so, you spin staff... I'm into poi myself, but both can get you awesome effects
sorry, the second pic is the wrong one
When you get a pic like that I always think of cartoons characters running, I keep meaning to get poi on short strings and do a few photo setups with them, that and you can get much more angular patterns with them, or just go for the stick...
I do poi aswell but that was all DIY and we didn't have the stuff for poi...
i tried the lower iso and found that it worked ok but had to use tripod to keep it steady( I have a night photo option) on the macro I got good results but will stick to using the 275 reading glasses lens to<br/>get the close results that I need for the closeup work on coins that I do <sub> you should build the ir flashlight with 2 ir bulbs that helps at night </sub><br/>
Hmm I prefer my baby canon the way it is, the old thing just keeps plugging away at it, and extension lenses so have a bad habit of messing wit the extension gearing... I wouldn't mind the flashlight though... That seems like a great way to help lowlight focusing,
This is not something that you add to the camera, the 275 is a magnifier that you hold in front of the lens in micro,Sorry, if I didnot make that clear, Just hold it in front of the lens when you snap a picture in micro to magnify the exposure.. I too don't believe in trying to tape or glue crap to a camera lens.. Hope that this clarifies the point to you
Sorry I thought you meant one of those 'one size fits all' add on lenses, I take it this is like a fresnel lense...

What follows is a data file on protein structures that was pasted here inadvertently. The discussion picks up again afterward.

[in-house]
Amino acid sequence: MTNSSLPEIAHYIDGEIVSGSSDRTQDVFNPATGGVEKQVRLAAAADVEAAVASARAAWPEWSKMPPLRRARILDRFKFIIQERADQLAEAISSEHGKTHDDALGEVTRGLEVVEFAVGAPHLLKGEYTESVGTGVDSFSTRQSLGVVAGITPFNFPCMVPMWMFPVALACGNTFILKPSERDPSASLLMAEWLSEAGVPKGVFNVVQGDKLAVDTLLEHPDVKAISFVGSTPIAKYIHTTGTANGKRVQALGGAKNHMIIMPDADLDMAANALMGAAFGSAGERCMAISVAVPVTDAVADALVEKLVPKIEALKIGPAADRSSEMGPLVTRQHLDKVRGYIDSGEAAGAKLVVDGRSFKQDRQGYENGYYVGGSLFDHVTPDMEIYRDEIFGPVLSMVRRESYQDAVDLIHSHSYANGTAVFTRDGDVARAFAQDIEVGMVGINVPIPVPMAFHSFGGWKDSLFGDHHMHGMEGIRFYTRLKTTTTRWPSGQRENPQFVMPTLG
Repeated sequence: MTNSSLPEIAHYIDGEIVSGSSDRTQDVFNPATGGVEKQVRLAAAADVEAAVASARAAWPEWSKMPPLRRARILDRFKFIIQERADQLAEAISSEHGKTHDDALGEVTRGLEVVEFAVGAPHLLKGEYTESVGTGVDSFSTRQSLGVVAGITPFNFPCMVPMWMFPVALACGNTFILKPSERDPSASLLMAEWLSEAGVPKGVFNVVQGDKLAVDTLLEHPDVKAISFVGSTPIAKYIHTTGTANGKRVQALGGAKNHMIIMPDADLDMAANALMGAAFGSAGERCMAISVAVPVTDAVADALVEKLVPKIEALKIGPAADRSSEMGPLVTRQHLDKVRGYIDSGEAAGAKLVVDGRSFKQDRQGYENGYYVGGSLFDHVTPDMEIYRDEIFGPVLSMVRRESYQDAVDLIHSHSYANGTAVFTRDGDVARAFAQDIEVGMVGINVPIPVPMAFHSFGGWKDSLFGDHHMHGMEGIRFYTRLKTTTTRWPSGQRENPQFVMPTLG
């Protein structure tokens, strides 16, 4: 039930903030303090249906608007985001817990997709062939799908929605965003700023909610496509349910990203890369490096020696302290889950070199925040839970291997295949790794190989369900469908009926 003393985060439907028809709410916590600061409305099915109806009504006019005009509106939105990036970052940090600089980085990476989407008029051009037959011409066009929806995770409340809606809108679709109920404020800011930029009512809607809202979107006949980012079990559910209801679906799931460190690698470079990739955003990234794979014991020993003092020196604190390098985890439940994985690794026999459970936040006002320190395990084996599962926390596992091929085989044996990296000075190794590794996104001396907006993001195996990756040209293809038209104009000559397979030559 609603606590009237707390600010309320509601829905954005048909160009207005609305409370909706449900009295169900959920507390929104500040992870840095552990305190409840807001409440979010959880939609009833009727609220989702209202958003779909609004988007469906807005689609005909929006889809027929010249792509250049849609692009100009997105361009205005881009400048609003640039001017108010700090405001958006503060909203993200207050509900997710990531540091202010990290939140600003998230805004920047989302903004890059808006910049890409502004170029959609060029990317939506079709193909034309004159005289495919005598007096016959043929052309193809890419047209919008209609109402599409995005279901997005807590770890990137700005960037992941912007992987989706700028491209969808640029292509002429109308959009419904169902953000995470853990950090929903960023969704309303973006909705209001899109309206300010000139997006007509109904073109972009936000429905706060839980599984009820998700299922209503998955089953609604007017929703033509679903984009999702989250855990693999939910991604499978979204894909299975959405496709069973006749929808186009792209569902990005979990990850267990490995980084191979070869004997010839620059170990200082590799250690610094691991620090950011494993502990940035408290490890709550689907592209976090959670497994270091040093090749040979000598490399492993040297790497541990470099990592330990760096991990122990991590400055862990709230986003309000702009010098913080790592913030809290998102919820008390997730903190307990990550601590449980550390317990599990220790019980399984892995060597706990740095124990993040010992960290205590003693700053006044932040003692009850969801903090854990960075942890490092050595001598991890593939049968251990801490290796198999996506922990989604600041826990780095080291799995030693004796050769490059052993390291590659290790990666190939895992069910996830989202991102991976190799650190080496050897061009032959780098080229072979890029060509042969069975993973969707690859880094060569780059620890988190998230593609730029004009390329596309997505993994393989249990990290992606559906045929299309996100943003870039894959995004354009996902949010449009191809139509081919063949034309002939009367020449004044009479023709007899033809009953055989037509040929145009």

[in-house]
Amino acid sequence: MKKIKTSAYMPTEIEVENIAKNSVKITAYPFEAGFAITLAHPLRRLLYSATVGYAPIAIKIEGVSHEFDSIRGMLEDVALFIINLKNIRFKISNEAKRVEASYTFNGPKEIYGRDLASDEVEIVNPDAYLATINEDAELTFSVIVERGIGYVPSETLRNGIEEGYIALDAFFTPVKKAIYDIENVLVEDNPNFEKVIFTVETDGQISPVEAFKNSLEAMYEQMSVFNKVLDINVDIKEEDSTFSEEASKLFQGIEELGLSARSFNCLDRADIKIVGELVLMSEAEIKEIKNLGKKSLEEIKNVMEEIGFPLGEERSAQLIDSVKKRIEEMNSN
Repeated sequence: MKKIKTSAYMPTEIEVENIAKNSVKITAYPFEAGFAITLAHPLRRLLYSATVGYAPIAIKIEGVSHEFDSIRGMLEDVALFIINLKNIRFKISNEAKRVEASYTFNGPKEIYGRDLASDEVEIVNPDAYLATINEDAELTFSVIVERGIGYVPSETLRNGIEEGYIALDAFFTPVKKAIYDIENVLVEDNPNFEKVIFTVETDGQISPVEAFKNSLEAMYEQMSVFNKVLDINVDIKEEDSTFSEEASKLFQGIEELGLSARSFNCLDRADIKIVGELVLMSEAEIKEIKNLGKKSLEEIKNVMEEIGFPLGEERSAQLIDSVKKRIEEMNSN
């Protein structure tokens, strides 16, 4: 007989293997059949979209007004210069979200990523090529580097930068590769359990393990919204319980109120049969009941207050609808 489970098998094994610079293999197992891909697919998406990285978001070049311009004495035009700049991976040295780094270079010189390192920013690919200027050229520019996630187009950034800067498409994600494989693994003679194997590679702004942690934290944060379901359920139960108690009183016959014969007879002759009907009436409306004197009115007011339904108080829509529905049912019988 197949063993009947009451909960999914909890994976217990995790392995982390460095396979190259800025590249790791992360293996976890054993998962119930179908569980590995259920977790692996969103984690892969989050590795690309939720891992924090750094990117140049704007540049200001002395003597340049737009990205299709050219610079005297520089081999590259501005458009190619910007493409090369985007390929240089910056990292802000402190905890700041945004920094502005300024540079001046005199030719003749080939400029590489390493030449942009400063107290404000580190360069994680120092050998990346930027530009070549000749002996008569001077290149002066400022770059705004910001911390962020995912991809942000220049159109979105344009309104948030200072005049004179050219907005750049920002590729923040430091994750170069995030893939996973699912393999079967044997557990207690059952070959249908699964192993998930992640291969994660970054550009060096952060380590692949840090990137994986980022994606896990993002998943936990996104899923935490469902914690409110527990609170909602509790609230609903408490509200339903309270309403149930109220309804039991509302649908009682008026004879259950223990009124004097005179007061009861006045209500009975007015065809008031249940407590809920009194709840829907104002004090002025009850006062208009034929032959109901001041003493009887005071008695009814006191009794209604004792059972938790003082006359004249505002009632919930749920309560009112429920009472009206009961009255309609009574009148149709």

No it is exactly what I said. A lens taken out of a pair of reading glasses bought at Walgreens for $4.95.. you have to cut the frames carefully to avoid breaking the lens. I use the 275, but I don't know if stronger would work or not , need time to experiment
Ah sorry missed the glasses line, I will have to play with a fresnel sometime, thinking of somthing like the deathray to make an effective 4 foot start diameter for really low light photography..., never in daytime though, the ccd would fry...
good ideas most people just use the auto mode on a digital and let the camera do the work, glad thaat yo went to the trouble to write this up. I have a couple of digitals but no dslr as yet.. willtry some of the tips tonight
Just out of question how did the tips work for you, it would be good to get a kind of database of thing to do with different makes, as all presets vary greatly, that and I was wondering if it worked for you in general...
Thanks, I just noticed alot of alienation toward slrs when really any camera can do it if you know how to persuade it to.
Wow, you guys are <em>insane</em>!<br/>Awesome Tool Tip Instructable by the way, the first picture is always awesome, it came out so cool!<br/>
Cheers, yeah that's one of the rituals for ballycastle we have, that and and jumping into the rock pool, bunch of guys, explosives and fires and drink...

About This Instructable




Bio: A Northern Ireland based maker with a propensity to cause trouble and freshly constructed family.